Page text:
President Barack Obama’s budget proposal for fiscal year 2014 would make the largest investment to date in homeless veteran assistance programs. If passed by the U.S. Congress and signed into law, this budget proposal would include:
To learn more about the hearing and to download the archived webcast, click here.
In the VA’s proposed FY 2014 budget, the department also makes the following legislative proposals:
Resolution No. 306 states that The American Legion:
In related news, the national rate of homelessness was 20 homeless people per 10,000 population, while the rate for veterans who are homeless was 29 per 10,000 population, according to the National Alliance to End Homelessness.
The organization held a press conference April 9 when it introduced its new report, "State of Homelessness in America 2013." The report provides a comprehensive, accurate and unique picture of the link between the number of people who are homeless and the economic and demographic factors that drive the problem.
In other news:
Testifying on veterans issues: The Economic Division testified on April 10 before the House Veterans’ Affairs Subcommittee on Economic Opportunity on the following pending pieces of legislation:
Meetings with Congress: On April 9, members of The American Legion’s Washington office met separately with two members of Congress about veterans issues.
Economic Division staff met with Sen. Dick Durbin of Illinois and his staff to discuss education policy and legislation, as well as military credentialing, current pilot programs and continued funding for these programs.
Economic and Legislative Division staff met with Rep. Mike Coffman of Colorado and his staff to discuss the same issues outlined above.
Career fairs: On April 10, a Hiring our Heroes hiring event was held in Syracuse, N.Y. Through our efforts, we connected 31 employers with 87 job seekers from the local military population. This event would not have been possible without the assistance of the Department of New York, which assisted with outreach. Throughout the day, 226 resumes were collected, 60 interviews were conducted and one job was offered on-site. The U.S. Chamber of Commerce also unveiled its online personal branding résumé engine for veterans. This resume builder assists with skills translation, formatting, and job search advice.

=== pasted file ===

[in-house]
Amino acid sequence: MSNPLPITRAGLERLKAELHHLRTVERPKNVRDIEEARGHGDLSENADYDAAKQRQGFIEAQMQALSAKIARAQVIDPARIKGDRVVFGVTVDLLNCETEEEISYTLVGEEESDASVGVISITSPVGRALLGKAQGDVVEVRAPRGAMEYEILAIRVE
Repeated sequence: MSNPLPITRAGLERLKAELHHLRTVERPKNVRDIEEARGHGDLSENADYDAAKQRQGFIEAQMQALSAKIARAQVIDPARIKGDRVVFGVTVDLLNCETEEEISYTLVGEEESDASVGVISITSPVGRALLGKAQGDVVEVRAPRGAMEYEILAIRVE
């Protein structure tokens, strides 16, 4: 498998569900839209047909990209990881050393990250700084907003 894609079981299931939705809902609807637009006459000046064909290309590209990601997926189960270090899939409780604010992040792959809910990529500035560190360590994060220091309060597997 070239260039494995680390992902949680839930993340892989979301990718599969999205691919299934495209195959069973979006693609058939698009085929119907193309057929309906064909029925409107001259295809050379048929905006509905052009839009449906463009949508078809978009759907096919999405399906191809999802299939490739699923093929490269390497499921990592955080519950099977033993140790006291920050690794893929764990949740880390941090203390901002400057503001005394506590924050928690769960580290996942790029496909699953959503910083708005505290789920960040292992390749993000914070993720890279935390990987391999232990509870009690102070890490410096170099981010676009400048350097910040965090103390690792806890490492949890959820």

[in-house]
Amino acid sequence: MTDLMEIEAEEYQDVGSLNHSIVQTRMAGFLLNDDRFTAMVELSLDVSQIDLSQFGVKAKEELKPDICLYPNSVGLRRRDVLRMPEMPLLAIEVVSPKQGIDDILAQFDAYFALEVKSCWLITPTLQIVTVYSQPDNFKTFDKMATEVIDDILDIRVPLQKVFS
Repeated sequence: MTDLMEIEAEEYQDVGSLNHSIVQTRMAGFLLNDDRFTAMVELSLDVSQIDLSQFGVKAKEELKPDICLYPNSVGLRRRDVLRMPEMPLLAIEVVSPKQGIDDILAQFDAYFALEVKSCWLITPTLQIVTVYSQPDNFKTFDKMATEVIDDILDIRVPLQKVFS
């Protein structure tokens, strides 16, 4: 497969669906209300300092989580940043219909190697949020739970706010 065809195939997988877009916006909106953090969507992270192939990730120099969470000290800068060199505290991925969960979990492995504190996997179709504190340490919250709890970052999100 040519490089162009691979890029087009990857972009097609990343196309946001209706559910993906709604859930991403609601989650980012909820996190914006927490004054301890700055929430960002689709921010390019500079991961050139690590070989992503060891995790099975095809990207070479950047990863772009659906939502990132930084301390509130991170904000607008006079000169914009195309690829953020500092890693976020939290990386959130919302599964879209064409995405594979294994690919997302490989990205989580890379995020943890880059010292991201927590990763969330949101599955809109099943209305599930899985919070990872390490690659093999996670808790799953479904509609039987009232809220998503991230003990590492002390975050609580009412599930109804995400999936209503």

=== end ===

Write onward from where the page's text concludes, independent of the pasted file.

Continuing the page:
National security hearings: Staff attended the Senate Armed Services Committee hearing on U.S. Pacific Command and U.S. Forces Korea. An archived webcast of the proceedings can be viewed here.
On Thursday, staff attended the House Armed Services Committee hearing on the Pentagon’s FY14 Defense Authorization Request. An archived webcast of the proceedings can be viewed here.
Keystone XL Pipeline: On April 9, staff submitted the Legion’s public comment KXL Public Comment.pdf on the Keystone XL pipeline to the State Department.
Healthcare: Warren J. Goldstein, senior national field service representative, and Ralph P. Bozella, chairman of the Veterans Affairs & Rehabilitation Commission and System Worth Saving Task Force conducted a site visit to the Spokane Veterans Affairs Medical Center in Spokane, Wash., April 9-10. The staff also conducted a women veteran’s health care town hall meeting at American Legion Post 9 in Spokane.
Claims: During the week ending April 5, the Board of Veterans’ Appeals reached dispositions on 170 American Legion represented appeals. Of those dispositions, 76 percent of the denials were overturned with outcomes favorable to the veteran. In 52 cases, the board granted benefits outright after considering The American Legion’s arguments. In 77 cases, the Legion was able to point out errors in the development of the veteran’s claims which mandated corrective action under the law. Of the total number of dispositions, 57 (22 percent) were outright denials.
POW/MIAs: President Obama on April 11 presented the Medal of Honor to a hero of the Korean War, an Army chaplain from Kansas who provided spiritual and medical aid to soldiers in the conflict. In a moving ceremony in the East Room of the White House, the president awarded the nation’s highest military award to a nephew of Capt. Emil Kapaun, who died in captivity more than 60 years ago, saying that the Kansas native was "an American soldier who didn’t fire a gun, but who (carried) the mightiest weapon of all: the love for his brothers so powerful that he was willing to die so that they might live."